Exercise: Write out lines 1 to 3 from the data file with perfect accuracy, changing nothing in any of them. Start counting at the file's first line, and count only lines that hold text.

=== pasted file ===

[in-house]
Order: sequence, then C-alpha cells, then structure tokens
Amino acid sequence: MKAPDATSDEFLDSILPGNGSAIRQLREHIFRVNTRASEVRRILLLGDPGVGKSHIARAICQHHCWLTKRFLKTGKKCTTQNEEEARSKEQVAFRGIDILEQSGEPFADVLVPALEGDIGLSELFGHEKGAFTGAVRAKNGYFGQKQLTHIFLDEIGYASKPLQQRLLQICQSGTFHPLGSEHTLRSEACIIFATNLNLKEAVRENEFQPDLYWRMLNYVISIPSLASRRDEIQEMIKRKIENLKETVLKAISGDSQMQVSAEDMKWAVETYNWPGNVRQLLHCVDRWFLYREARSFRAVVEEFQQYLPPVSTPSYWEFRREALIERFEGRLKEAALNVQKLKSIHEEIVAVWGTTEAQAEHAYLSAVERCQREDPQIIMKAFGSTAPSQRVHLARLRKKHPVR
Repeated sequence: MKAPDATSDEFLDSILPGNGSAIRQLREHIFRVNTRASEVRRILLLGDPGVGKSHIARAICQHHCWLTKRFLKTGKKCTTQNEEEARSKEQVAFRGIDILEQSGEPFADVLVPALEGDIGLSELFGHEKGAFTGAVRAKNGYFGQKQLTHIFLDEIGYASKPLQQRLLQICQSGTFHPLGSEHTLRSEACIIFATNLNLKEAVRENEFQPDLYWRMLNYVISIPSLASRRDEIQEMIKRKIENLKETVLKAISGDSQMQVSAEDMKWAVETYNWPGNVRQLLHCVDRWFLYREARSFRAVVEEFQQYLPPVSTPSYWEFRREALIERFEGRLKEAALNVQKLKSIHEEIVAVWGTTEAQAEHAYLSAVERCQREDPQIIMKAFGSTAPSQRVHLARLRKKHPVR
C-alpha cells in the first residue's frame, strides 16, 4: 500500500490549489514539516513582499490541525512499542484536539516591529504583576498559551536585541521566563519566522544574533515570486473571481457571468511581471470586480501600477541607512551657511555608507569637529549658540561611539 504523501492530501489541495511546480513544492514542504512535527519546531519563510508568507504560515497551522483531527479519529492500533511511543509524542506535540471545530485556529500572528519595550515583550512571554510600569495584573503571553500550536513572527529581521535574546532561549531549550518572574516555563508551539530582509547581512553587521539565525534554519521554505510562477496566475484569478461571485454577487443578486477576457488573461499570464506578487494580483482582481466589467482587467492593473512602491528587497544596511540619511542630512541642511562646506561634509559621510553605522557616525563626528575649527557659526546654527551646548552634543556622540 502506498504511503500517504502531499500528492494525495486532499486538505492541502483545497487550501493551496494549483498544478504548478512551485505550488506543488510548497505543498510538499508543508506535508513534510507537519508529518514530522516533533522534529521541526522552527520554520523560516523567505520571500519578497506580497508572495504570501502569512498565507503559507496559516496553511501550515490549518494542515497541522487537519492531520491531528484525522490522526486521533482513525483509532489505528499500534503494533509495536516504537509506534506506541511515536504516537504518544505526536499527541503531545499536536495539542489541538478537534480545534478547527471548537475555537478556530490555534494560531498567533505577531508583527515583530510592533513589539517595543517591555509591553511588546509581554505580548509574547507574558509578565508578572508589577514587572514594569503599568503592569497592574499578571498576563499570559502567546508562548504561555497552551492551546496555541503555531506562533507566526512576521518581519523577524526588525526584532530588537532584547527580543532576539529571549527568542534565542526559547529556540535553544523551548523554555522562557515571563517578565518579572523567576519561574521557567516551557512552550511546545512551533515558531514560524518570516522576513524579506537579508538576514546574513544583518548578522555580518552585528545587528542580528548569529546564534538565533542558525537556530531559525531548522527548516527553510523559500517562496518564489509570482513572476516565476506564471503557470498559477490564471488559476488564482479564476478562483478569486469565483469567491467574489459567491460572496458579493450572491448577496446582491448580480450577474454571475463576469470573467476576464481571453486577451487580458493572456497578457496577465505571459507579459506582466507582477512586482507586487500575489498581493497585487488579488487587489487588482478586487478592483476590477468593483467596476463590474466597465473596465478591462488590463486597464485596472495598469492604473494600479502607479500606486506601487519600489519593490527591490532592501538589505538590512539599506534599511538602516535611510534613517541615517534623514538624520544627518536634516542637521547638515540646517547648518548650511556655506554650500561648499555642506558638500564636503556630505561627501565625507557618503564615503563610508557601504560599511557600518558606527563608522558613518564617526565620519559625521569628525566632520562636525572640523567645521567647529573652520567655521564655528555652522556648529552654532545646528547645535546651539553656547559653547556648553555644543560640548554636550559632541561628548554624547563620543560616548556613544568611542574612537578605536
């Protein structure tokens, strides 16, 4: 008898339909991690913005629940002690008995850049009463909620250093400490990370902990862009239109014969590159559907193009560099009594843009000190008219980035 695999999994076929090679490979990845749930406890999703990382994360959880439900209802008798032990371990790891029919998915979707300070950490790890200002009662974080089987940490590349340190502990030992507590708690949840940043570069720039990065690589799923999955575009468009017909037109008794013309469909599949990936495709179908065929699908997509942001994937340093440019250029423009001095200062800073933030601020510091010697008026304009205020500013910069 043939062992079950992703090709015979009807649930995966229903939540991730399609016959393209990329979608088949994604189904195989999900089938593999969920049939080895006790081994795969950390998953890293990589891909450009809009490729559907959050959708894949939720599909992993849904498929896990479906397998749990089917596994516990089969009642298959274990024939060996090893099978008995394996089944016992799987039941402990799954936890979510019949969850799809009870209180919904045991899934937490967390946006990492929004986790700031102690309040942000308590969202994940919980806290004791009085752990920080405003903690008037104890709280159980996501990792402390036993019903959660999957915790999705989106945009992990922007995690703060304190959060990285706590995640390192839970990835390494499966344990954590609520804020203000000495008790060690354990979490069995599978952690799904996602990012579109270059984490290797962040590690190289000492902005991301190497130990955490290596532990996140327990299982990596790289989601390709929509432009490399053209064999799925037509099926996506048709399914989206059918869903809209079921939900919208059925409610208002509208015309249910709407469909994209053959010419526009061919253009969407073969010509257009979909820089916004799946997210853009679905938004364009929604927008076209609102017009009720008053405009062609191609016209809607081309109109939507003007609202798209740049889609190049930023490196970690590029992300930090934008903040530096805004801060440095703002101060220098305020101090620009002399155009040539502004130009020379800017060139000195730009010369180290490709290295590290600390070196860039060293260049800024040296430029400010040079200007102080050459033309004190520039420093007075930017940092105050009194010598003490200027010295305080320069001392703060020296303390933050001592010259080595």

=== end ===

[in-house]
Order: sequence, then C-alpha cells, then structure tokens
Amino acid sequence: MKAPDATSDEFLDSILPGNGSAIRQLREHIFRVNTRASEVRRILLLGDPGVGKSHIARAICQHHCWLTKRFLKTGKKCTTQNEEEARSKEQVAFRGIDILEQSGEPFADVLVPALEGDIGLSELFGHEKGAFTGAVRAKNGYFGQKQLTHIFLDEIGYASKPLQQRLLQICQSGTFHPLGSEHTLRSEACIIFATNLNLKEAVRENEFQPDLYWRMLNYVISIPSLASRRDEIQEMIKRKIENLKETVLKAISGDSQMQVSAEDMKWAVETYNWPGNVRQLLHCVDRWFLYREARSFRAVVEEFQQYLPPVSTPSYWEFRREALIERFEGRLKEAALNVQKLKSIHEEIVAVWGTTEAQAEHAYLSAVERCQREDPQIIMKAFGSTAPSQRVHLARLRKKHPVR